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Bush’s Proposed Generic Drug Rule: Days Late, Billions of Dollars Short

Oct. 22, 2002

Bush’s Proposed Generic Drug Rule: Days Late, Billions of Dollars Short

Senate-Passed Legislation Opposed by the Administration Would Have Provided Significantly More Price Relief for Consumers

WASHINGTON, D.C. — The Bush administration’s proposed generic drug rule is a “weak” effort to defend consumers against tactics used by the brand-name drug industry to extend its lucrative patents, Public Citizen said today. The administration’s failure will deny consumers timely access to lower-priced generic drugs.

“This weak proposal is days late and billions of dollars short,” said Frank Clemente, director of Public Citizen’s Congress Watch. “This election-eve ploy is designed to get votes, not give consumers the prescription drug price relief they deserve.”

The administration’s proposed rule is a weak vehicle for delivering savings to consumers compared to legislation the administration opposed in the waning days of this Congress: S. 812, the Greater Access to Affordable Pharmaceuticals Act (GAAP). That bipartisan legislation passed the Senate in July by a vote of 78 to 21, with a majority of Republicans and almost all Democrats supporting the legislation. But House leaders blocked the bill from being considered due to opposition from the drug industry. Bush and his congressional representatives failed to urge the House to take up the measure.

The administration estimates that its proposed rule would save consumers and government health programs $3.3 billion per year. The GAAP Act would save consumers and government health programs $60 billion over 10 years, an average of $6 billion a year, according to the Congressional Budget Office.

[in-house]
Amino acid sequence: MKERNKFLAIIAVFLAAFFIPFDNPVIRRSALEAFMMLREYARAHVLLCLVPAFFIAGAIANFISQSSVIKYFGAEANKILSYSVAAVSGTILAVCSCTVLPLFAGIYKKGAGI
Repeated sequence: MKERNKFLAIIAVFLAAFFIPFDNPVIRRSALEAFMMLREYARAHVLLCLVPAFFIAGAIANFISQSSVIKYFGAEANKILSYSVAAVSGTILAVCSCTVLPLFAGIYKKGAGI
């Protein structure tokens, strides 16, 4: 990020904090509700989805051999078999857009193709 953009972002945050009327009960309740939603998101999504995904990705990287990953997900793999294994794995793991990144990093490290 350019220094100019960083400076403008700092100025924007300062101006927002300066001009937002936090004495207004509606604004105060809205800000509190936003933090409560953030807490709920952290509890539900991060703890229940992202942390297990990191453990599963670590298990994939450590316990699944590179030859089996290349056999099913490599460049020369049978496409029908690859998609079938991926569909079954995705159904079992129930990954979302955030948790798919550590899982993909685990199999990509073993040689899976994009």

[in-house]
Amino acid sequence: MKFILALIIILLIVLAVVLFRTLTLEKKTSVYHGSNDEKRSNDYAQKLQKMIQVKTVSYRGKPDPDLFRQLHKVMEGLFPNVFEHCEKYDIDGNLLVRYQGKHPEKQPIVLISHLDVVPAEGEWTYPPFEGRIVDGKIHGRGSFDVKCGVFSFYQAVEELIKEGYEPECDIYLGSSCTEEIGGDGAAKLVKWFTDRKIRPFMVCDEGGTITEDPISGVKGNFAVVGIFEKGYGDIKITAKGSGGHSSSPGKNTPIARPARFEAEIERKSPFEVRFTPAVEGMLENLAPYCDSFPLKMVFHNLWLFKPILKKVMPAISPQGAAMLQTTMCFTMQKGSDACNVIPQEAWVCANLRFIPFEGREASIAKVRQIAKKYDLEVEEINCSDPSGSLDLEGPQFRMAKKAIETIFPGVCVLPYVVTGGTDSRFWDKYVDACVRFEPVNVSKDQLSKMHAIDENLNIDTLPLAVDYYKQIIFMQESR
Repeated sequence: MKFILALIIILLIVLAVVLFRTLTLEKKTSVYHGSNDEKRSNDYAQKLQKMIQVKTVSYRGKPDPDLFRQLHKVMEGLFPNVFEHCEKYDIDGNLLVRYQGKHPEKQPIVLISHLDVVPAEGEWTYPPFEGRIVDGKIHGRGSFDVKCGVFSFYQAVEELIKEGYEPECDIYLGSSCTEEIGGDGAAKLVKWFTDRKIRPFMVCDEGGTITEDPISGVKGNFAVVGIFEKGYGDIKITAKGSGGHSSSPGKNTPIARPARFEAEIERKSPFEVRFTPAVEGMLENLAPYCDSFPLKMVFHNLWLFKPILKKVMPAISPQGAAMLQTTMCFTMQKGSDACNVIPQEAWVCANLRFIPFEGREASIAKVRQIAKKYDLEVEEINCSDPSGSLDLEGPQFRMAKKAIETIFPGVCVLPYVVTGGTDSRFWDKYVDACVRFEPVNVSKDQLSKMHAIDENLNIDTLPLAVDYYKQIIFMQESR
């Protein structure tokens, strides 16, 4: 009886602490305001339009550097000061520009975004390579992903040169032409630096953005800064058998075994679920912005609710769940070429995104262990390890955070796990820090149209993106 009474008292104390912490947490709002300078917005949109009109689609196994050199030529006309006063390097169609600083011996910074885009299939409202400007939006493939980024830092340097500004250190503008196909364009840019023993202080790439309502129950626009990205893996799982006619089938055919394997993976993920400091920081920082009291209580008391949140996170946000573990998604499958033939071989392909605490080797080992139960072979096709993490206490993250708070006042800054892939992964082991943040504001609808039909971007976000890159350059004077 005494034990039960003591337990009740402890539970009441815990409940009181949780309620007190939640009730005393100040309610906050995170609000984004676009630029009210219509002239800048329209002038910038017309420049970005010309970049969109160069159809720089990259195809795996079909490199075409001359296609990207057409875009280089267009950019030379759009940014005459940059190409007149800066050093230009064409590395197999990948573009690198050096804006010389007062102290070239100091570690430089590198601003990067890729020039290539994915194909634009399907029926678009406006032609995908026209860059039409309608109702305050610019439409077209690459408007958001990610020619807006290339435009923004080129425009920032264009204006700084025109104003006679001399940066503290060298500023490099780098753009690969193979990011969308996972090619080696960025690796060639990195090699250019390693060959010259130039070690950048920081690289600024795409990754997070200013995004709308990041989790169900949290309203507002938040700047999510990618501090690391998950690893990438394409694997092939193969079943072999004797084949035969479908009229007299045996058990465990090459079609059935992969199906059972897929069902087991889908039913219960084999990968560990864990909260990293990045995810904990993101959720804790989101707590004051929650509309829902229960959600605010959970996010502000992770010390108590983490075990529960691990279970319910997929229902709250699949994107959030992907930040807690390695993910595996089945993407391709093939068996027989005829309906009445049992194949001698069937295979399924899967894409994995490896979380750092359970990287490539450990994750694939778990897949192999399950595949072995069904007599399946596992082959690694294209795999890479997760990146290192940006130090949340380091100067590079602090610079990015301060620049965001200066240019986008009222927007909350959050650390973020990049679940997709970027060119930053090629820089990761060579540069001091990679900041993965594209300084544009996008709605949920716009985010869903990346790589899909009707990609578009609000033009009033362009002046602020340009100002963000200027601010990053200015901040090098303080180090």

The Bush rule would lead to cost savings due to the elimination of multiple automatic 30-month stays that brand-name drug companies use to keep lower-cost generics off the market. However, because it is a regulation instead of legislation, it is subject to challenge in court by brand-name drug companies, which may claim that the administration lacks the legal authority to promulgate the rule. By contrast, GAAP would have written the prohibition on multiple 30-month stays into law.

Listing a patent with the U.S. Food and Drug Administration (FDA) is a step brand-name drug companies must take before a patent can become the basis for an automatic 30-month stay of generic competition. If enforced, the Bush rule would no longer allow brand-name drug companies to list with the FDA certain types of patents that have inappropriately delayed timely availability of generic drugs. However, without new legislation, the agency lacks the “expertise, resources, and legal authority” to examine the “listability of patents,” the agency acknowledges in the same Federal Register notice where the new proposed generics rule is announced. Without the legislative changes embodied in GAAP, the administration’s proposed regulation will do little to address the problem of frivolous patents becoming the basis of even a single automatic 30-month stay.

Ironically the administration opposed GAAP, which would have addressed this problem. If enacted, GAAP would have given generic drug companies the ability to challenge patents inappropriately listed with the FDA in court, thereby eliminating them as a barrier to bringing lower-cost generics to market.

“Without legislation, the brand-name drug industry can still play games to extend their patents and prevent consumers from being able to buy less expensive generic drugs,” said Ben Peck, legislative representative of Public Citizen’s Congress Watch. “Given this industry’s focus on the bottom line, the administration’s inadequate approach won’t work.”

Finally, the administration’s proposed rule does not address the problem of brand-name drug companies paying generic companies to keep their lower-priced competitors off the market. This problem is addressed by the GAAP Act.